Wichita, by Thad Ziolkowski, was chosen for the Opinionless Virtual Book Club meeting for August. Originally, it was chosen solely on its title, as Opinionless member Michelle threw it out there saying she lived for a short period of time in Wichita and was very interested in reading the book. And then we received the news that Thad Ziolkowski would join us online for our August meeting, so Wichita was confirmed!
We often say here at the Literary Hoarders, that the Opinionless club has consistently challenged us in reading books we normally would not have considered, and Wichita was no exception. And, as we again often say, we do appreciate the challenge because it often provides a reading gem that might have been missed if we had stuck to an earlier impression. Wichita is not something I would consider a favourite or anything, but I would be lying to you if I told you I didn’t enjoy it at all. There’s just something that makes you feel better about your family and its quirks and quarks when you find another family that is way off the rails, such as the one Wichita presents to us in the Chopiks. There are many moments throughout this story too that made it something I was glad to have had the opportunity to read.
Also, just after this book club meeting, Opinionless.com ran an interview for its author series with Thad, and you can read that here. The interview does touch upon some of what was discussed during our Skype meeting, but I don’t think it captured what a real pleasure it was to speak with Thad. And to find out that so many of the characters are based on his own family members made the book all that more interesting. Speaking with Thad on that Tuesday night added a great dimension to this book. The opening chapter and the final 3-4 chapters truly make this book a good one to pick up. You can really feel the deep feelings and emotions for Seth that Lewis has, despite the chaos and conflict that follows him wherever he goes. And to learn that Seth is very much based on Thad’s real brother made you feel that much more closer to Lewis and understand that even though Seth caused so much pain, he was Lewis’ only brother and he truly loved him.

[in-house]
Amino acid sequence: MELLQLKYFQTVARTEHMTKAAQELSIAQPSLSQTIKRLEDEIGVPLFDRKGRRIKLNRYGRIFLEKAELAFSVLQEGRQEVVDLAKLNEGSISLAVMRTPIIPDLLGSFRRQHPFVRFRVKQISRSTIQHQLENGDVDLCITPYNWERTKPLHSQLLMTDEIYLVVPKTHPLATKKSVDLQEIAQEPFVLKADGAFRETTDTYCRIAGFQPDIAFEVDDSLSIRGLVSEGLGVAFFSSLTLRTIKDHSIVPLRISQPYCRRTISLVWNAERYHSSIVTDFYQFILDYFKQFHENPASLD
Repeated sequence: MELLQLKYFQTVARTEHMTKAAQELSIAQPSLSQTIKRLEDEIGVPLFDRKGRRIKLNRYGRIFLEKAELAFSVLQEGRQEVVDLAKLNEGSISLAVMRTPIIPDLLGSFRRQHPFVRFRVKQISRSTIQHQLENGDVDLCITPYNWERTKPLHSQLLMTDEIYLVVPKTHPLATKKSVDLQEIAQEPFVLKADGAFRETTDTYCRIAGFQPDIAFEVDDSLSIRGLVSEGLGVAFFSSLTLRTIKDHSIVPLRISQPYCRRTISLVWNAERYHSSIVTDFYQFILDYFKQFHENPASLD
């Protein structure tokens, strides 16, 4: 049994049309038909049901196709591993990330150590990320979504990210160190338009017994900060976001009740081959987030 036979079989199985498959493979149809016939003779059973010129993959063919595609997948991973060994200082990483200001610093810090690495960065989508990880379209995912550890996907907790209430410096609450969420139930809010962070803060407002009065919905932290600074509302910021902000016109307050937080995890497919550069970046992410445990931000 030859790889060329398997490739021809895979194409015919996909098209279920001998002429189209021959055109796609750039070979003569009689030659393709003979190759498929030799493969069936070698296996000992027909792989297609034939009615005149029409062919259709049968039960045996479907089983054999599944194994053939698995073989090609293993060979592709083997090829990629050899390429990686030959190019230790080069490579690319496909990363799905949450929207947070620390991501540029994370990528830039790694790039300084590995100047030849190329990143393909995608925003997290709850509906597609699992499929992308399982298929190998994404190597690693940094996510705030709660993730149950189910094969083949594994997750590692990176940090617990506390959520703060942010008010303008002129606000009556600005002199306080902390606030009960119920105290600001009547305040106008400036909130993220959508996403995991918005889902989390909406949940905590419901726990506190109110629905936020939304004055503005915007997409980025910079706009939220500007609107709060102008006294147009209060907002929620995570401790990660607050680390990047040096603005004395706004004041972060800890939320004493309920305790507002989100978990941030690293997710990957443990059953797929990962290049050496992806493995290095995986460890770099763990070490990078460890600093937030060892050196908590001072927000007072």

Again, I do have to say the final chapters of this book really make the story and Wichita has one of the better endings I’ve read in a novel in quite some time. Given the added benefit of speaking with Thad too, and discovering how much of this novel is autobiographical, it makes it easier to move beyond the parts of the story that dragged, or were repetitive in nature. I mean, there is only so much drug-induced craziness I cared to read about and it was clearly understood that Seth is an unbalanced person, I just felt I didn’t need to read several different versions of it. Therefore, I’m giving this one a 3 star rating. The ending really makes it, it really does.
If you would like additional opinions on the novel, please find Aaron’s (well written)review here and Wichita was featured in the New York Times Sunday Review, which you can read here.